Science and the Diffusion of Knowledge

39 Pages Posted: 25 May 2001

See all articles by Olav Sorenson

Olav Sorenson

Yale School of Management

Lee Fleming

Harvard University - Technology & Operations Management Unit

Multiple version iconThere are 2 versions of this paper

Date Written: May 24, 2001


Scientists, social scientists and politicians frequently credit basic science with stimulating technological innovation, and with it economic growth. To support this idea, researchers have shown that patents based on university research receive more citations - a measure of patent importance - than those developed outside of academia. That research and much of the rhetoric it supports implicitly assumes that the application of scientific methods enables the invention of higher quality technologies. Nevertheless, another possibility exists. The norm of "communism" and the related practice of publication may speed the diffusion of information developed in the scientific community. By examining patent data, this paper seeks to determine to what extent do quality differences versus communication explain the citation premium accorded to university and science-based patents. The analyses suggest that heightened communication explains a substantial amount of the difference, a result with important implications for both future research and public policy.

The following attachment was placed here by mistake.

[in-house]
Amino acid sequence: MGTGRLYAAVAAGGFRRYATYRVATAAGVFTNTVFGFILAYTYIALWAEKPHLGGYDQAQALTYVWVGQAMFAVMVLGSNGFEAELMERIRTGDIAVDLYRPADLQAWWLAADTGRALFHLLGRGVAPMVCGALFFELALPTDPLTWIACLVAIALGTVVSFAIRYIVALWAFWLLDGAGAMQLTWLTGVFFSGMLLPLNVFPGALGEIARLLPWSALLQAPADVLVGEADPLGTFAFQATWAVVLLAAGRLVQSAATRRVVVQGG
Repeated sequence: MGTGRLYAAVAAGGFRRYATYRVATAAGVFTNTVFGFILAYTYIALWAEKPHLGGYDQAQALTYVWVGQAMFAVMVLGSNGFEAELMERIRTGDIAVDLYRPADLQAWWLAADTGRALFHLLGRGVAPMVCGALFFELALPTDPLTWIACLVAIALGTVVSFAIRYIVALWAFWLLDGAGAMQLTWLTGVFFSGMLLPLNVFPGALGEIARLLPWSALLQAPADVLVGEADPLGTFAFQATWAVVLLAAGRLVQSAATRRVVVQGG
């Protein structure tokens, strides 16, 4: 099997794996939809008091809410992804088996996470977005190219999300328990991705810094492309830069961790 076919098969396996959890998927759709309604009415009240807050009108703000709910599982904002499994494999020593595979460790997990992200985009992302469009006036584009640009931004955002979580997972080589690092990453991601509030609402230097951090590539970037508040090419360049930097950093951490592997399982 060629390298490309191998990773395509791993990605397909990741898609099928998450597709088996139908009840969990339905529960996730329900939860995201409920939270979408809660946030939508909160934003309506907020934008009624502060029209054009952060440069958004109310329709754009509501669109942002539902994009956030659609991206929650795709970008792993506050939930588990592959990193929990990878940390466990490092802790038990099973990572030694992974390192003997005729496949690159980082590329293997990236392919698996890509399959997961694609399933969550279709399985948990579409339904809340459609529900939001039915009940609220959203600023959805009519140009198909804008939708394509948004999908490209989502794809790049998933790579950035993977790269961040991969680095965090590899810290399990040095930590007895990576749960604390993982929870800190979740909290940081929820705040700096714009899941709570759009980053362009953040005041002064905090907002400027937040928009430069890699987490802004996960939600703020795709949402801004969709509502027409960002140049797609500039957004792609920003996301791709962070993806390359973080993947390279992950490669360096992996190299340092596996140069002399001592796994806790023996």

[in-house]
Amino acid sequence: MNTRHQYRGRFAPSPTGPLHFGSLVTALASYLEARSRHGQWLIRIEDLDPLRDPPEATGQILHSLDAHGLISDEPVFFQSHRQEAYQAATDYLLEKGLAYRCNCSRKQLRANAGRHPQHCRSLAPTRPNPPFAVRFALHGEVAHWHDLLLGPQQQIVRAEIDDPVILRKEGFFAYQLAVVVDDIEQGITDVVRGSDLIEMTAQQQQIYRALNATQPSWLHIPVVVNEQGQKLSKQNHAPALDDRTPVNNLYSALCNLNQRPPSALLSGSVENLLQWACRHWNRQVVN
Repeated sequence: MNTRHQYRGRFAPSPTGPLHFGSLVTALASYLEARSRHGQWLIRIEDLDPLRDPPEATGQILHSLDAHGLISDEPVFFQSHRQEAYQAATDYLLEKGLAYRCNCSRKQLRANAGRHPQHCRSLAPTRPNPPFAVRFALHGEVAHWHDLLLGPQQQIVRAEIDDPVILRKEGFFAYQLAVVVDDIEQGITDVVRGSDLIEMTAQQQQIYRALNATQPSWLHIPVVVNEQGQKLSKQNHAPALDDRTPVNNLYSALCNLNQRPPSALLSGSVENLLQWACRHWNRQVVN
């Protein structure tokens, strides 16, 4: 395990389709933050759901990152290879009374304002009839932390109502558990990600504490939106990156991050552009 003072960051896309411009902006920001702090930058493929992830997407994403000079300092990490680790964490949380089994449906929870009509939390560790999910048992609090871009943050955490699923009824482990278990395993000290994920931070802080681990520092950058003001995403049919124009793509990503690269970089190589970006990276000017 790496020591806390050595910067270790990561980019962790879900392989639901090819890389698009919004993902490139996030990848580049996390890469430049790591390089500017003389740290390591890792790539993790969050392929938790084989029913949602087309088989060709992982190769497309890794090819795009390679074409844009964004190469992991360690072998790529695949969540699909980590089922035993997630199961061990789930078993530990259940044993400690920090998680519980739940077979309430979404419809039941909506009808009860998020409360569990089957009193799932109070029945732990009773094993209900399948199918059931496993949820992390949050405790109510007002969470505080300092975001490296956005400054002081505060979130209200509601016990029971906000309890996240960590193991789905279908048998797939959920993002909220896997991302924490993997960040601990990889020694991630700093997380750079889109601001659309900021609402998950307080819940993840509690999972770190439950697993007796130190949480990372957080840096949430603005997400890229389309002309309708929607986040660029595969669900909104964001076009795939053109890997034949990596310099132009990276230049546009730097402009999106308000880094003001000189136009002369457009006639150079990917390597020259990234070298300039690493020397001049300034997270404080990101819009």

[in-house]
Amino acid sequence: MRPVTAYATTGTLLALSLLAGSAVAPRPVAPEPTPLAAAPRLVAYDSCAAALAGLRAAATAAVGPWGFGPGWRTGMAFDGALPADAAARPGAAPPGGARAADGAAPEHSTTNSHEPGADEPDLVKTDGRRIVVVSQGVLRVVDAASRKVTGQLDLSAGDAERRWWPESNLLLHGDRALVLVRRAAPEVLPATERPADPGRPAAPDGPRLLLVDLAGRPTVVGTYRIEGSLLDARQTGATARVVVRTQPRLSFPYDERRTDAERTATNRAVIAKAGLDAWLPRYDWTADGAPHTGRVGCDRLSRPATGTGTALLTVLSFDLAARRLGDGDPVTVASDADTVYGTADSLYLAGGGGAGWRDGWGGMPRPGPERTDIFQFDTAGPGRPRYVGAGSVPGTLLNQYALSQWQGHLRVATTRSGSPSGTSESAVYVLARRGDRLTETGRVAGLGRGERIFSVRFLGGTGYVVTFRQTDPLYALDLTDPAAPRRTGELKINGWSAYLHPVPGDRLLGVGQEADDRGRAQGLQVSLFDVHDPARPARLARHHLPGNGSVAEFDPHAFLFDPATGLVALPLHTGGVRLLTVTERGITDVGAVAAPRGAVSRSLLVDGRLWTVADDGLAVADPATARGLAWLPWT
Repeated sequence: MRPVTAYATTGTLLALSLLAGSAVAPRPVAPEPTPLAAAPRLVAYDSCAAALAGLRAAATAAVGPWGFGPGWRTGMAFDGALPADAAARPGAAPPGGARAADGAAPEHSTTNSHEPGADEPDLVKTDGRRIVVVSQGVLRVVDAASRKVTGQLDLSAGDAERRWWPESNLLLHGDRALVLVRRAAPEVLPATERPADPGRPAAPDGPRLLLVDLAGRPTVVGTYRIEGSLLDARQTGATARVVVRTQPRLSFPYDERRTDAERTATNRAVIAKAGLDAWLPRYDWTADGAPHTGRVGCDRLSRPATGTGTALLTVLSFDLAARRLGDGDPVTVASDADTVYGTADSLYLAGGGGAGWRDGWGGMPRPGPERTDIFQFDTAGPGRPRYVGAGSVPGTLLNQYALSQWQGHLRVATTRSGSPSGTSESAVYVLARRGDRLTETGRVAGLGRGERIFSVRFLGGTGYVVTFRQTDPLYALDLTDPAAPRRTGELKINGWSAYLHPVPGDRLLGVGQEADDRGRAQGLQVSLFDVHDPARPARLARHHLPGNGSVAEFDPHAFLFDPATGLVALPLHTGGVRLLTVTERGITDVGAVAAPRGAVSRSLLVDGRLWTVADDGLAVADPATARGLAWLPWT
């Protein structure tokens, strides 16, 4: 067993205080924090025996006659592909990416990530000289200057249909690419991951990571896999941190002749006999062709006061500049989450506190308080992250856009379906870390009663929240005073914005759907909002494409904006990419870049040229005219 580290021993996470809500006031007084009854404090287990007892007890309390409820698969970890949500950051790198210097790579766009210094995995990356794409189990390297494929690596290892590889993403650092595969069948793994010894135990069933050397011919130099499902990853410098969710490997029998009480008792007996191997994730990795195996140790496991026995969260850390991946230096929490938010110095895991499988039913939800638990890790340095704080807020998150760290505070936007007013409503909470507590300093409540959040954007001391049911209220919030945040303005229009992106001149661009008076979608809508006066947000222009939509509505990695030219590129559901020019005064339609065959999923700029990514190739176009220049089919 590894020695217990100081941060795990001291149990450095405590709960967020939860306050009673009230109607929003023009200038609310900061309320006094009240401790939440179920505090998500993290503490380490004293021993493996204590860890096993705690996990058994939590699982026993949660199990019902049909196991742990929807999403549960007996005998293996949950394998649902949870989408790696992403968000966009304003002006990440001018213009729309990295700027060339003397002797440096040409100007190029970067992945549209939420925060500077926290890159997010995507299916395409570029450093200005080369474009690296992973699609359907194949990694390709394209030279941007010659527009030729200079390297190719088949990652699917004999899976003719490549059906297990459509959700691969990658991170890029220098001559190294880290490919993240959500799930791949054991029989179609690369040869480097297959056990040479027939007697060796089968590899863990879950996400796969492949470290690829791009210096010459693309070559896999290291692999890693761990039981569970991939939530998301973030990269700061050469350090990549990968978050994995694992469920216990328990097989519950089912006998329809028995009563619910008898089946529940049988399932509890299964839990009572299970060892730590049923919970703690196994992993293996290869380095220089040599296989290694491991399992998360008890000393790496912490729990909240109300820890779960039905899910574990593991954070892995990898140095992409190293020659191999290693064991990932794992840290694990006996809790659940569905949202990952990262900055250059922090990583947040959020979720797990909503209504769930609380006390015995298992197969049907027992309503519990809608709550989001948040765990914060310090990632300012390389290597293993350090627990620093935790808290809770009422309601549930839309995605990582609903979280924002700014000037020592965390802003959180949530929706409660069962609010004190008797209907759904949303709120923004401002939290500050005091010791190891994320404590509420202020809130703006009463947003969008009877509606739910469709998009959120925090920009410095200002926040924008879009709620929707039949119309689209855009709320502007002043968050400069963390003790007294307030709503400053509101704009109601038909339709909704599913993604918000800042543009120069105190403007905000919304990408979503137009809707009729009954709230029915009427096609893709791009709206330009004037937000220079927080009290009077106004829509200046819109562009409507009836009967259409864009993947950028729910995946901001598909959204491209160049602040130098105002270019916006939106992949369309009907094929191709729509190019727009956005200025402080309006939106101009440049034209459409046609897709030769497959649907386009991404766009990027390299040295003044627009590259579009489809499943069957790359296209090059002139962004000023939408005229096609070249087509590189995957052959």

Keywords: science, technological innovation, patents, diffusion

JEL Classification: O31, R1, Z13

Suggested Citation

Sorenson, Olav and Fleming, Lee, Science and the Diffusion of Knowledge (May 24, 2001). Available at SSRN: or

Olav Sorenson (Contact Author)

Yale School of Management ( email )

135 Prospect Street
P.O. Box 208200
New Haven, CT 06520-8200
United States

Lee Fleming

Harvard University - Technology & Operations Management Unit ( email )

Boston, MA 02163
United States
617 495 6613 (Phone)
617 496 5265 (Fax)

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